By Lisa Rory and Sarah Abreu, business development managers at Venable LLP
Unfortunately, it took a virus to force our law firms into the digital world. Yes, we have great websites and LinkedIn pages, and some of our savvy colleagues engage with epic Twitter content. So, the questions on everyone’s minds are: How do I weather the COVID-19 storm? How do I make quick content personal and profound? How do I develop business?
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The value of asking open-ended questions and listening to responses by in-house counsel goes without saying. But it is also important that you pay attention to the content being produced by your clients. How are they speaking and engaging with their market? Companies signal problems and contemplated solutions with their content. Subscribing to their newsletters and reading their press releases can speak louder than a veiled conversation with an employee. Use the information gathered to add value to your conversations with clients. They will remember that you are the one who offered a solution to a problem they were contemplating. You also may use this information to get a glimpse into what may be on the horizon in the industry and raise the concern with other clients before it is a problem. We always should be seeking to issue spot and offer solutions to those issues.
Research, Rinse, Repeat
Now more than ever, the news cycle is short, and what is relevant today is guaranteed to be outdated by tomorrow. Because of this, it is vitally important to do your research before reaching out to clients. Know what new piece of legislation has just been released or soon will be updated and how it may affect your clients. Ensure that your research is current so that your analysis stays timely. Creating content that people care about means research, rinse and repeat every day.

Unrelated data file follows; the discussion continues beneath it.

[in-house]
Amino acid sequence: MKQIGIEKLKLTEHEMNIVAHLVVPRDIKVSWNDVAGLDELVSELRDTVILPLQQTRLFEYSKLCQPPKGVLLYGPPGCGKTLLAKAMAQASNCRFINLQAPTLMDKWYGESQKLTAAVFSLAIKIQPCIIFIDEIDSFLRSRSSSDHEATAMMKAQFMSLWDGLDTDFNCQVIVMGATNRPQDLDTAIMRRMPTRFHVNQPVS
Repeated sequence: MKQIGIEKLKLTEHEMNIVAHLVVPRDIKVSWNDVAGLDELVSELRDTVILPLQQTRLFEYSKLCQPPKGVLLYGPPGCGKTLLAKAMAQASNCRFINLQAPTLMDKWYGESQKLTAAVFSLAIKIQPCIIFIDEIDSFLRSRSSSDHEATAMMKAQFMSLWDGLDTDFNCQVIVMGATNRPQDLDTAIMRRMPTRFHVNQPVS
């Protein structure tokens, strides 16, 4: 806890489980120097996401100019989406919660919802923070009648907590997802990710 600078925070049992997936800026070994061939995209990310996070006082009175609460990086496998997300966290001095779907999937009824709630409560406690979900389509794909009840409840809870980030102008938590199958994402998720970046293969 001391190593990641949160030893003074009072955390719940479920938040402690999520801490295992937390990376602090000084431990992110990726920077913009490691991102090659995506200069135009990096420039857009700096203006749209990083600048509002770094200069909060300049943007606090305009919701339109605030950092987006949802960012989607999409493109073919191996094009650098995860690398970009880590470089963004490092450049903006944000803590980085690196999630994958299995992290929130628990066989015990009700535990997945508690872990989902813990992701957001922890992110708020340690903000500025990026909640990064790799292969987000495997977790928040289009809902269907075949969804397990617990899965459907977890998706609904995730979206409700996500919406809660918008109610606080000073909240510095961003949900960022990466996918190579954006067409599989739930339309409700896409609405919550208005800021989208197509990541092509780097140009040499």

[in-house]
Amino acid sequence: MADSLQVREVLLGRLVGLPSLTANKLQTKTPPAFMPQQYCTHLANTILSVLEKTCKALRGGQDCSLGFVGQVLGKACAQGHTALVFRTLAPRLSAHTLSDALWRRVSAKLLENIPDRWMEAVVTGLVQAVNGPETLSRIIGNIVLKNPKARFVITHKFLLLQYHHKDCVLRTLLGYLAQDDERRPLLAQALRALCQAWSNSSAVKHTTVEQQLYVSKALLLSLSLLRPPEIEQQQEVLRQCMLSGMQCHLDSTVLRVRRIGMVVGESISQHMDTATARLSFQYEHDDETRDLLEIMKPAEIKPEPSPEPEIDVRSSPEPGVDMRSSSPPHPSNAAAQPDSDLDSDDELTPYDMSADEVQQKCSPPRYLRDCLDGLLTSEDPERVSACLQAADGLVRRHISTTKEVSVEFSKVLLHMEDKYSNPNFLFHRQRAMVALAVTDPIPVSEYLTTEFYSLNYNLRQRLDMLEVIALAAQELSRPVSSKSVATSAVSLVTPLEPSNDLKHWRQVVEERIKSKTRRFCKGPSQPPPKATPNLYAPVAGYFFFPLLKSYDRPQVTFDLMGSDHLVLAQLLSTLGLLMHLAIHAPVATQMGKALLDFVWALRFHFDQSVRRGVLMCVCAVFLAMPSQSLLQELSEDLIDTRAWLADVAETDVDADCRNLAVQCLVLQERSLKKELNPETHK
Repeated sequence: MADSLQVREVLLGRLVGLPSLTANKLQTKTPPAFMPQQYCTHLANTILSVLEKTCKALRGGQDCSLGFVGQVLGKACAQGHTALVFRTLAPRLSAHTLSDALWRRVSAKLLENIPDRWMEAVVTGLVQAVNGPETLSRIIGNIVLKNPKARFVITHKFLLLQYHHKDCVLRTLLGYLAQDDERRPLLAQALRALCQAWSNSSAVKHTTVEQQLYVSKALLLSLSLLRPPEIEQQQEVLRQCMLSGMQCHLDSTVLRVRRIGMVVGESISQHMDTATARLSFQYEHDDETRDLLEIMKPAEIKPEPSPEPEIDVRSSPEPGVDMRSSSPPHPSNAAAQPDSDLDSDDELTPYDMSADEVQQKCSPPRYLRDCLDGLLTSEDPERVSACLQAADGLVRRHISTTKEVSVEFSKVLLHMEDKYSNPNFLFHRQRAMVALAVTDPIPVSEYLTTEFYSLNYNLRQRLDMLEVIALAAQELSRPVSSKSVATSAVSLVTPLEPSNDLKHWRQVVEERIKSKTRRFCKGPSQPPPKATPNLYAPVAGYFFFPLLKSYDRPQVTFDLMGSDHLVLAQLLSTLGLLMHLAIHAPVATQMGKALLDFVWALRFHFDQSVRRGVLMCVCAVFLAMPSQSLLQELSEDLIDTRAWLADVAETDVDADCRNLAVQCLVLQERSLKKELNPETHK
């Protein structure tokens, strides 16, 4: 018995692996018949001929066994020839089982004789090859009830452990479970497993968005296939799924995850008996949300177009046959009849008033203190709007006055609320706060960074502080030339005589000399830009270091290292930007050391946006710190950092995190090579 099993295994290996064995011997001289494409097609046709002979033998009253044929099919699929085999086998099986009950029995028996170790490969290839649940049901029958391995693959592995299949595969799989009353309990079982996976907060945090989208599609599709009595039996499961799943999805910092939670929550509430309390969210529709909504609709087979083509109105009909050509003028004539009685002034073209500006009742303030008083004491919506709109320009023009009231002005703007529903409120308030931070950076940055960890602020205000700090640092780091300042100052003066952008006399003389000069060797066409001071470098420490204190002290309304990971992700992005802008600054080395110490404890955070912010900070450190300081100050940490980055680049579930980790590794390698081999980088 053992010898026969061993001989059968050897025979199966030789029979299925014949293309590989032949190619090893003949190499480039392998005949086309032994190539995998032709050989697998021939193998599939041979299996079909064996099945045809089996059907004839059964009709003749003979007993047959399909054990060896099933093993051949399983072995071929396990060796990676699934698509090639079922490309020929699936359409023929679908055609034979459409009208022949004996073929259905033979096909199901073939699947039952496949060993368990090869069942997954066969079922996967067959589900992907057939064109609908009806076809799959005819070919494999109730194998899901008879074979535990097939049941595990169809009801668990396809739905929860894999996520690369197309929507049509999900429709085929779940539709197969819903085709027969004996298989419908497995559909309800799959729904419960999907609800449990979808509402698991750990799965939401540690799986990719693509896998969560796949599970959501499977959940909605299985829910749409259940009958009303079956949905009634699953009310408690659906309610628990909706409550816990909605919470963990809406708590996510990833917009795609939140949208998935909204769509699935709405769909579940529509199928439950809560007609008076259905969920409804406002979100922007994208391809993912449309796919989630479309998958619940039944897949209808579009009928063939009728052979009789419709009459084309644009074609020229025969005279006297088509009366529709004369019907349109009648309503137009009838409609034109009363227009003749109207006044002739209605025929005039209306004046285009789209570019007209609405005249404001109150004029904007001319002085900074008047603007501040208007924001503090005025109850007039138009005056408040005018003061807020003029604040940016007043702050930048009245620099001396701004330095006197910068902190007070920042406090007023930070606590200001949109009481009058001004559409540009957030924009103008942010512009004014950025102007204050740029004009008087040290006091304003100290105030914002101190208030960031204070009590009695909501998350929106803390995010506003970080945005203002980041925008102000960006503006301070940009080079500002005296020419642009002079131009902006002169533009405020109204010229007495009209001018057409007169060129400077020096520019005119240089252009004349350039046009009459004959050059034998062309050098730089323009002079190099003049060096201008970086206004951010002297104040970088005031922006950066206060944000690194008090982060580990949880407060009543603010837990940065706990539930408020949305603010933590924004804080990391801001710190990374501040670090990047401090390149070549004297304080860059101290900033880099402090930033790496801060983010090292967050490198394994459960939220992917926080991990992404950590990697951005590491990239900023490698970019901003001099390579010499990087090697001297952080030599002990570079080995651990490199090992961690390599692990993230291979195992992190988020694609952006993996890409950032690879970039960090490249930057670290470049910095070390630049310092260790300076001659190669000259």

Pitches, Not Pixie Dust
Procurement processes have made shopping for a law firm less about who you know and more about being persuasive in 250 words or less. You can use the research you gather on a regular basis for contemplating ways to customize your standard answers. Are there patterns in what they seem to be reading and writing about regularly during this time? How can you use this information to speak directly to your prospect? Let’s not forget the fancy footwork required to come up with “close-out” fee structures that will pass the sniff test to make a profit on work.
Start to build a database of frequently asked questions with standard answers. Two can play and win at that game! And if you don’t have a pricing team working remotely to help with the magic required to submit a compelling pricing proposal, get one. Today. Don’t wait. I hear, “But finance has done so well with this,” and “Our managers can run those excels.” Yes, we can, but having someone who develops new ways of approaching fee structures all day and understands how our clients negotiate will ensure that you stay profitable well into the future.
Engagement is a Click Away
With everyone working from home, there are no face-to-face events, client dinners, or cups of coffee over which you can meet clients and prospects to catch up or “soft sell.” However, we can recreate all of these opportunities and moments digitally. Companies already have started by turning events into webinars and replaced in-person meetings with Zoom, Skype, and FaceTime. You can engage clients and keep the momentum your firm has created by socializing virtually, through email and LinkedIn, and driving traffic to your website by linking to articles and blog posts in your email check-ins.
eLists for the Win
Take a look at your lists and check them twice. List management is absolutely vital in a time when we are relying heavily on digital content. Review and revise or remove email addresses that bounce back. Update contacts who have moved around and change titles for those moving up! This level of examination may reveal interesting facts about what your readers are engaged with – and those facts might lead you to consider segmenting your list based on their interests and differentiating the content you send them.
Using our existing tools smartly and creatively, we all have the capabilities to push ourselves and our attorneys to improve our business development initiatives.